Blogs & Comment

Are regional brands willing to take a risk?

Ian Haworth is global chief creative officer at RAPP. He is president of the direct, promo & activation, interactive and mobile jury at the Dubai Lynx

“Firstly, I’d like to say what an honour and a privilege it is to be a jury president at the Dubai Lynx International Festival of Creativity.The Middle East and North Africa are phenomenal cradles of wonderfully diverse, innovative and creative cultures, so to be involved in judging the very best in creativity that this region has to offer is incredibly exciting. This is going to be a voyage of discovery. I’m curious about how the expression in this region compares to that in other regions of the world.

What are the emotional landscapes explored? How are pathos, humour and wit employed in the storytelling that brands create? Equally, what are the common human and emotional truths that are truly global and relevant everywhere?

I’m also interested in the level of risk that brands and agencies are prepared to take. It’s a common problem in the West, where many mature markets seem paralysed with fear (particularly in the UK and the US) while others, like Latin America and Australia and New Zealand are roaming free and creating amazing pieces of work such as ‘Driving Dogs’ for the SPCA in New Zealand, which are bonkers but brilliant. I couldn’t see that happening in the US.

With the incredible diversity of cultures in the Middle East and North Africa, I wonder what the ‘riskometer’ looks like across each country?

In the social space, are there still echoes of the Arab Spring, and are we seeing organisations encouraging ordinary people to share their voice? How does this vary country by country? How political are some of the brands, and are politics part of self-expression? Or does self-expression manifest itself through labels and consumption? Is there a Benetton equivalent here that is overtly political?

Remember the recent ‘Curators of Sweden’ campaign, when the Svenska Institute and VisitSweden handed over their Twitter feed to the public. Is that kind of bravery starting to bubble here?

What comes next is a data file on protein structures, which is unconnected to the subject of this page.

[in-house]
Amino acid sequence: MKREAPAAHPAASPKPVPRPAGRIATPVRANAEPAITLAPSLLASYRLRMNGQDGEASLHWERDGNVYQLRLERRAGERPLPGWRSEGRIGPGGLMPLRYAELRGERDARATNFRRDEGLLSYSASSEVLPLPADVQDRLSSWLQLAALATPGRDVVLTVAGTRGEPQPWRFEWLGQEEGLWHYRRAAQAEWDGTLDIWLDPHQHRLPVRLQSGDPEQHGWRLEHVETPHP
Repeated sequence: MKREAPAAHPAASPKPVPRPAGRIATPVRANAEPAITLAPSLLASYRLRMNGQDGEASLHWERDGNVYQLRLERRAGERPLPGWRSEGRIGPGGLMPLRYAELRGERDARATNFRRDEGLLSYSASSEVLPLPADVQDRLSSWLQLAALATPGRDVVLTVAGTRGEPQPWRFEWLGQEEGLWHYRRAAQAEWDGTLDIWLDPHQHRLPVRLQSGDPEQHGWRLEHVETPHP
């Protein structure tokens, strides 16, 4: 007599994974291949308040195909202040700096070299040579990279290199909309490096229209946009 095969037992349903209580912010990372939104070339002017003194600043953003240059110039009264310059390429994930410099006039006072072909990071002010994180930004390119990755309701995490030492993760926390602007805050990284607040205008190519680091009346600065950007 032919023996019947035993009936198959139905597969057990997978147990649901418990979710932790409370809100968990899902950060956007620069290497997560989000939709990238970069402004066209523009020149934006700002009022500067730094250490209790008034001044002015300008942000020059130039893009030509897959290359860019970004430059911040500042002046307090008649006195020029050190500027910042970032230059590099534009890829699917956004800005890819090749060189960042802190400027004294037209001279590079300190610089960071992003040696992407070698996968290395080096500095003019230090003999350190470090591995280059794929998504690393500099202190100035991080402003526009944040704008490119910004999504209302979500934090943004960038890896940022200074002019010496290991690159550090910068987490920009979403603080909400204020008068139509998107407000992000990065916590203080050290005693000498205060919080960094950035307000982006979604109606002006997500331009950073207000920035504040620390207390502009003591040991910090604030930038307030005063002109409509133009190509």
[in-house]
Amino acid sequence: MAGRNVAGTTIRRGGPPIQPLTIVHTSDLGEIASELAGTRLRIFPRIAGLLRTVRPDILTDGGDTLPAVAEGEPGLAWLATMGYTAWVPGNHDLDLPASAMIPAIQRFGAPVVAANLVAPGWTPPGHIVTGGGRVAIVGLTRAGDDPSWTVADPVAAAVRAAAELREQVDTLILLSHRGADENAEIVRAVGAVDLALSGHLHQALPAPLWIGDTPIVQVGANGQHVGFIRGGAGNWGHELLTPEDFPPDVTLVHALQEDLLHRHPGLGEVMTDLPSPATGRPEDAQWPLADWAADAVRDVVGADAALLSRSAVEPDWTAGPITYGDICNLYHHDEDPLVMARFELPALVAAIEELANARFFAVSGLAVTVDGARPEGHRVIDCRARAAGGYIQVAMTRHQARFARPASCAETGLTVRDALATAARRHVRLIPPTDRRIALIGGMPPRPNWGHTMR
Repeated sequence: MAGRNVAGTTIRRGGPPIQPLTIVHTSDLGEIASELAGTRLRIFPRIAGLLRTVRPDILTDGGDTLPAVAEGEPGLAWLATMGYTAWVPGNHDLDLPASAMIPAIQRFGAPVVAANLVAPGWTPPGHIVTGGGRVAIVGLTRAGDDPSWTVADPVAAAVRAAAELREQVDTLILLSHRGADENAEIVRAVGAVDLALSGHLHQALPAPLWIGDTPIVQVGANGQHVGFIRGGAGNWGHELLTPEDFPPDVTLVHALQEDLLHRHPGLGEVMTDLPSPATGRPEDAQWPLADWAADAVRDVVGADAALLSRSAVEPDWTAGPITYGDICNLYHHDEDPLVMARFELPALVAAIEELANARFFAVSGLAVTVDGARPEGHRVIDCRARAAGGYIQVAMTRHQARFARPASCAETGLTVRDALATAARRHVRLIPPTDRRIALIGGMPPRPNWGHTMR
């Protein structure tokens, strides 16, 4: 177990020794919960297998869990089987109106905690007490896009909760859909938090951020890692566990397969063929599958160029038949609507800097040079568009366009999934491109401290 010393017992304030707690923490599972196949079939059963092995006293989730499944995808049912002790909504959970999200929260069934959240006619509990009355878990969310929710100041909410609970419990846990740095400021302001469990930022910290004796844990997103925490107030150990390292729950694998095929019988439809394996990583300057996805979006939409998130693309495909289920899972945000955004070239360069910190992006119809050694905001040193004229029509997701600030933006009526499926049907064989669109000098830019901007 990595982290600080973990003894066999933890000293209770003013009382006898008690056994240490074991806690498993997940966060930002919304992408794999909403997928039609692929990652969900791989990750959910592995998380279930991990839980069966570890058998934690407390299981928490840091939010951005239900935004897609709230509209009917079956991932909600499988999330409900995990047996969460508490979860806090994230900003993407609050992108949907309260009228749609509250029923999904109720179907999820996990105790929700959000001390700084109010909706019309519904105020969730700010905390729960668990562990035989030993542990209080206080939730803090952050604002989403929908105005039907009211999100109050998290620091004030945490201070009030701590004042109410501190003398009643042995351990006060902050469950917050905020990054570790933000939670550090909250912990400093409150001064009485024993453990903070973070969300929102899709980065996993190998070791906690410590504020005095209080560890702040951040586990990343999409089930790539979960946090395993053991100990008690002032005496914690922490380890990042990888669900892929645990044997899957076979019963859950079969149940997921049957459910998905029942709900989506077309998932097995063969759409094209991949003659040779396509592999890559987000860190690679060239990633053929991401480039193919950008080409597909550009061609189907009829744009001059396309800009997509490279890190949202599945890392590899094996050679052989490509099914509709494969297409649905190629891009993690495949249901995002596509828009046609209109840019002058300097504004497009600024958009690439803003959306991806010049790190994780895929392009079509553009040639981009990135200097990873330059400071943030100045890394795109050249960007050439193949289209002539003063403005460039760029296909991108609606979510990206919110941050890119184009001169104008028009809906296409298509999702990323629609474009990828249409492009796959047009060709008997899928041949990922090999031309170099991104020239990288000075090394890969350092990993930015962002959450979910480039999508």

Again, I’m fascinated about how, or indeed whether, that differs by country. How is racial and sexual equality expressed, and who is the marketing mainly aimed at?

In many more mature markets, for example, it’s so overt in its ‘minority’ or ‘equality’ targeting that it’s almost patronising. Is that a challenge in this region?

With the explosion of digital channels, platforms and devices, we have seen the evolution of genuine multi-platform narrative delivering a truly connected experience. Couple that with data taking centre stage, the fully connected digital and data experience is now happening in many markets. How is that evolving across MENA, is the digital explosion mainly in the domain of social platforms, or is it far more connected? Are we getting brilliant utility experiences and platforms like Nike+ and Fuel Band, that are the creation of digital and data working in perfect harmony?

With the economic decline in many markets, coupled with hyper competition, we are seeing huge innovations born out of real need. And this is happening on a regular basis. Is that happening here, or are the markets in high growth, meaning that innovation isn’t needed to gain market share?

Look at American Express’ ‘Small Business Saturday’ initiative from last year; it was driven from the need created by economic decline. It was an incredible social and ground-roots out campaign that was so successful. Will we see ideas of that ilk, or is the market in a totally different place?

I understand that mobile is a huge channel here. So I’m really looking forward to seeing how that is being employed, as I still think it’s grossly underutilised in so many markets. This is incredible when you consider that most web usage is now accessed on a hand held device.”